Dancing with the Gods

What do we mean when we think of society as an ‘agent’? Or a state, or a culture, or any group of humans and human social forces?

We often think about the figurehead – the President is the country, the CEO is the company.
We might think of an emergent agentiness that exhibits some intelligence, like a swarm or a flock.
We might think of a structure of interrelated actors and phenomena, like a hive, an org chart, or a team.

We can’t conceptualise all 8 billion humans, and their contexts, and their relationships, and the structures they’ve built to manage their relationships, and the relationships between those structures, and the relationships between the structures and the people in them. Every conceptualisation, every simplification brings with it a set of attack vectors – if you want to destroy a group you destroy its symbols, the things it identifies as itself.

Each group also contributes norms and values that seep down into the wider cultural substrate and change it slightly, so that the context is slightly different all the time. CEOs as figureheads are vulnerable, but we somehow worked out a mostly-functional norm of not assassinating people and magically most people adhere to it. We haven’t gotten to the norm of not character-assassinating people but one could imagine it emerging slowly over time, as high-status people refrain from doing it and thus it becomes low-status.

We don’t have a good narrative handle for what it means to be a part of ‘humanity’, ‘the world’ or ‘the planet’ right now. Even within the terms themselves we see their ideologies shine through – humanity as opposed to animalism, the world as opposed to the non-materialist phenomena that we engage with, the planet as a passive victim of our atrocities to be saved.

How can we, as individual humans with brains designed to interact with agents that are mostly human-scale, even begin to conceptualise something as immense as the entire population of the planet, human and non-human, and the plant and physical environments the population is embedded in? We can’t think of a group of agents – it’s far too big for that. We can barely think of groups of agents, because humans don’t belong to only one group and the groups keep changing. We’ve taken to think in terms of ideologies – Blue, Red, religious, atheist, feminist, alt-right, and in doing so defined people and the world in terms of their rather arbitrary stances on complex social phenomena that change from context to context. That doesn’t seem to be working so well either.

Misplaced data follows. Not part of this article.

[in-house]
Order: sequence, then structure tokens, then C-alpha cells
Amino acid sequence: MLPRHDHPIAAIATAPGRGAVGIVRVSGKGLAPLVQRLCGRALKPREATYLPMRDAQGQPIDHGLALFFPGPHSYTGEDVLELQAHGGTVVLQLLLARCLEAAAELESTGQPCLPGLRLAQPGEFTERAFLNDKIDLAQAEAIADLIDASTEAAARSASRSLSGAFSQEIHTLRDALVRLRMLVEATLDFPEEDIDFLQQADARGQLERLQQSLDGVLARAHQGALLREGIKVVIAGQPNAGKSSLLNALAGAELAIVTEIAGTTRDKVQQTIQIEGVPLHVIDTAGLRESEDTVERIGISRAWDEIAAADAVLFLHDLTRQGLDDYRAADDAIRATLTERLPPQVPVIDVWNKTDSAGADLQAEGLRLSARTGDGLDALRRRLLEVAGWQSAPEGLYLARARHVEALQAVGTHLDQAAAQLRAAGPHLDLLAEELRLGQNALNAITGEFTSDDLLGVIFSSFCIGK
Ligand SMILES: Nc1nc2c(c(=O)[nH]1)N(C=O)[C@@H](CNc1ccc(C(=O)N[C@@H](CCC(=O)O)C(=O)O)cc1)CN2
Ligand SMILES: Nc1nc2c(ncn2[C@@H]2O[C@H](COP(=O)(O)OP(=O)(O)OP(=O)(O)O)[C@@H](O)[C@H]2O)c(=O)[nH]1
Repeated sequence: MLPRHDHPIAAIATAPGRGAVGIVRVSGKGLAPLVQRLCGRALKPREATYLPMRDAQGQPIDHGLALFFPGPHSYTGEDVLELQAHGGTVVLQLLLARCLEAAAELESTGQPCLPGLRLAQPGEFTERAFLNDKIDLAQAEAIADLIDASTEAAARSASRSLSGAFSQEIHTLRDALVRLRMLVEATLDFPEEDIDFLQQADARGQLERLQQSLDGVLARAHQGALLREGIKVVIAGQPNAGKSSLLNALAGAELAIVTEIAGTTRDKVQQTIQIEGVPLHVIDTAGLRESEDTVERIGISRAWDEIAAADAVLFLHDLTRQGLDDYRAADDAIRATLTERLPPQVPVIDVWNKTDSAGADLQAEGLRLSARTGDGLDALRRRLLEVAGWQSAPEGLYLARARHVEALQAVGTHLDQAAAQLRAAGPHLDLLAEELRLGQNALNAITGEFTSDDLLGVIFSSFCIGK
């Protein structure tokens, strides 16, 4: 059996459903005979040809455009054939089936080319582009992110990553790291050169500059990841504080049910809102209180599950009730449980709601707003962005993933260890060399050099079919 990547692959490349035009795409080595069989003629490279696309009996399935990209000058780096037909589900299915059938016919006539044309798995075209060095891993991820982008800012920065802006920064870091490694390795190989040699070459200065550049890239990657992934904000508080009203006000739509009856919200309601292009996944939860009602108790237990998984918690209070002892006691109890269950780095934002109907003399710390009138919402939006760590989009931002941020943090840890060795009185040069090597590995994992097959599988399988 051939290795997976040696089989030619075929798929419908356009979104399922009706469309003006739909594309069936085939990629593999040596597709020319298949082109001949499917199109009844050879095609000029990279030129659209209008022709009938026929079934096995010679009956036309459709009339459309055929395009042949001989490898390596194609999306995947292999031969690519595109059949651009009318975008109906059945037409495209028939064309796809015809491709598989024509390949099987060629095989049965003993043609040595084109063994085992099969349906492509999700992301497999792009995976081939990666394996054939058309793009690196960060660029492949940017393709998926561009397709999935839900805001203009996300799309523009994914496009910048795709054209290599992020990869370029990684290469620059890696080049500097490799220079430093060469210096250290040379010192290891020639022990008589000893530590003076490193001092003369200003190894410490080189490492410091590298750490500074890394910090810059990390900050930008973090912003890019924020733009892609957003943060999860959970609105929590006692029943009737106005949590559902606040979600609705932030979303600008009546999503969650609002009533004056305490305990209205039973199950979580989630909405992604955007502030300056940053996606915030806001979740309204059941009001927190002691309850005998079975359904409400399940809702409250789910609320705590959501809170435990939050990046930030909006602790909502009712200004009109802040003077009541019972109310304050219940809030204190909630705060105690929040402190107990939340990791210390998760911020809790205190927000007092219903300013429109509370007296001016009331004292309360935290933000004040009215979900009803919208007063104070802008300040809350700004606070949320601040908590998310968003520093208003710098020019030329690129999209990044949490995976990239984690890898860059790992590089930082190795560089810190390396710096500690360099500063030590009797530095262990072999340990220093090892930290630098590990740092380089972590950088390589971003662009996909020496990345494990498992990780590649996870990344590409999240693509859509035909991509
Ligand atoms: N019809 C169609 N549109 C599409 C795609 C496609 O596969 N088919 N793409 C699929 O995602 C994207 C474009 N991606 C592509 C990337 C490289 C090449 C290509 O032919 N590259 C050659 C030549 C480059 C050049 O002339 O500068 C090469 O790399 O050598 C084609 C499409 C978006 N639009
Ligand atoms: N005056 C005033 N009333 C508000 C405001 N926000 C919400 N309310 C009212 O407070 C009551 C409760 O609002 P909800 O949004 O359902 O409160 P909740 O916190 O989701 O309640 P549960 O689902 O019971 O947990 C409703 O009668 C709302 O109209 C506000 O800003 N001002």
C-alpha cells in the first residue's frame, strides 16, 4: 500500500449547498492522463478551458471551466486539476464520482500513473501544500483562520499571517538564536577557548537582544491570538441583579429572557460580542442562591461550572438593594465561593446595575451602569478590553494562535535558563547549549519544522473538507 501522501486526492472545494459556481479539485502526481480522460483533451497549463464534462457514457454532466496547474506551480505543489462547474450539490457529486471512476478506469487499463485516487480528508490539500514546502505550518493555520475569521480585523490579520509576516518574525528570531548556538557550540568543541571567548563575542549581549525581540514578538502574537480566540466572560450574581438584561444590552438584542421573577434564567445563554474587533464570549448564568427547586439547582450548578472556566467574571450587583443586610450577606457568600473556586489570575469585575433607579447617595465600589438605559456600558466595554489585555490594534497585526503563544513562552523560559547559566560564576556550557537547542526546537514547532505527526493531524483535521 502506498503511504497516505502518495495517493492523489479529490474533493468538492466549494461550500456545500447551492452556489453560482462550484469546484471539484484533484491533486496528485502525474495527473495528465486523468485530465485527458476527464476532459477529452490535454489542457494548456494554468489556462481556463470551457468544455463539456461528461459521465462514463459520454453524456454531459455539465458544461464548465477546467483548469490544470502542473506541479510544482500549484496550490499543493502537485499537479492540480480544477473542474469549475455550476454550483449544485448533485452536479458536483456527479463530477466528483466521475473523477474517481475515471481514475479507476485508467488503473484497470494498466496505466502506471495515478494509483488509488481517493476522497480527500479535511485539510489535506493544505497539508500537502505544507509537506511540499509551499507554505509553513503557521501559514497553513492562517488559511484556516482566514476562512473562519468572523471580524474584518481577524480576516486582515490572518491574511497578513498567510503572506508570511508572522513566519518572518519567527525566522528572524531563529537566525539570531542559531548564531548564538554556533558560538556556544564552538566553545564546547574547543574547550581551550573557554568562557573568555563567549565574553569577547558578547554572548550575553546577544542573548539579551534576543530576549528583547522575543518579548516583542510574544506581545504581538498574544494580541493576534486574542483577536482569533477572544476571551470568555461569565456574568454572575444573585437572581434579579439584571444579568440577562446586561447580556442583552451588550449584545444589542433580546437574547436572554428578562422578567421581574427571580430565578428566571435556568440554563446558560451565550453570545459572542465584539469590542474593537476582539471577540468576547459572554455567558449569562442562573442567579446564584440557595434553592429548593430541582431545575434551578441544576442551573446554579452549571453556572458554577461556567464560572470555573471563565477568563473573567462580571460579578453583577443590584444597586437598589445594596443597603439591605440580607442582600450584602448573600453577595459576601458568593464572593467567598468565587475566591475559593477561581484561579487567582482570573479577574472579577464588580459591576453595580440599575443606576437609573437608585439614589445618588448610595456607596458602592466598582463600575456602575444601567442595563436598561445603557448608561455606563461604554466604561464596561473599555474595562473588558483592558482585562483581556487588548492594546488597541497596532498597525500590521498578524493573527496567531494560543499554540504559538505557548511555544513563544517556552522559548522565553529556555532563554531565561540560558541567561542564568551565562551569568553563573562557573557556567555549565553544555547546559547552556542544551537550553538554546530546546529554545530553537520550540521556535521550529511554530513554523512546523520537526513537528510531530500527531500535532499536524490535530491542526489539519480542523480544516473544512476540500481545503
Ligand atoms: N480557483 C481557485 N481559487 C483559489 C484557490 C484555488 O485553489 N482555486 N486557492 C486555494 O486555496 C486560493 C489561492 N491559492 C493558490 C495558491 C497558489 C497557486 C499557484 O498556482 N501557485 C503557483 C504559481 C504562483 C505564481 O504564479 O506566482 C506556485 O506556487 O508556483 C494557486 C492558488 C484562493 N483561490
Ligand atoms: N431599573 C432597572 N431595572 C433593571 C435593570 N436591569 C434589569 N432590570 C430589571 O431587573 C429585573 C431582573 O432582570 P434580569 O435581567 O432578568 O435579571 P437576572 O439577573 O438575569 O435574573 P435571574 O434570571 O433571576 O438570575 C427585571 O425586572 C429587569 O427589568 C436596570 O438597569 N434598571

Maybe it’s time to bring back the gods. Not the one big Abrahamic theist one, but the animist complex emergent phenomena that cannot be fully explained inductively. We are not them, but they are a part of us. And yes, the demons of ‘climate change’, ‘artificial intelligence’ and ‘nuclear annihilation’ are a start, but they are generally only outside of ‘humanity’ and not a part of us.

How do you behave in front of the gods? Reverent, humble, and in awe of their mystery. We pray to them and in doing so, change ourselves; and in doing so, bring about the changes we wish to see. All the current gods are owned by various ideologies, but might it be possible to discover, to notice, to pay attention to the godlike forces that transcend all ideology?

Peoples’ understanding of the economy, of gender, of the environment all look very animist when you inspect them closely. Why not accept that, and bow in our humility? When we accept the ocean’s rage, and power, and immensity, when we submit to it, we can harness it ourselves and surf waves, sail boats, and ride currents. When we believe we are its equal (just ask the lifesavers at Bondi Beach) then we drown. Why do we treat emergent social phenomena differently? Why do we expect we can make the climate do our bidding, unless we meekly throw ourselves at its feet in submission and ask for its understanding in letting us dance with it?

What we might need are new myths. We have plenty of urban legends, anaemic tales cherry-picked from scientific studies and political narratives to bolster such-and-such an ideological position. None are believed by everybody – they are too tied up with particular coloured tribes. Stories that place the great expanse of humanity in relationship with both its own complex emergent properties and the many varied environments it inhabits – these are conspicuously absent. We have too many hero narratives, and not enough multi-player games.

Oral traditions provided the rich stratum from which myriad iterations and forks of the original myths could emerge. With the improvisational nature of communication on the internet, perhaps we’re getting this setting back again, after years of unidirectional broadcasting from the powerful to the powerless.

What other ways do humans begin to intuit complex emergent phenomena? What tools are available to create these understandings, and how might they be made available to all humans and not only the technologically gifted ones?

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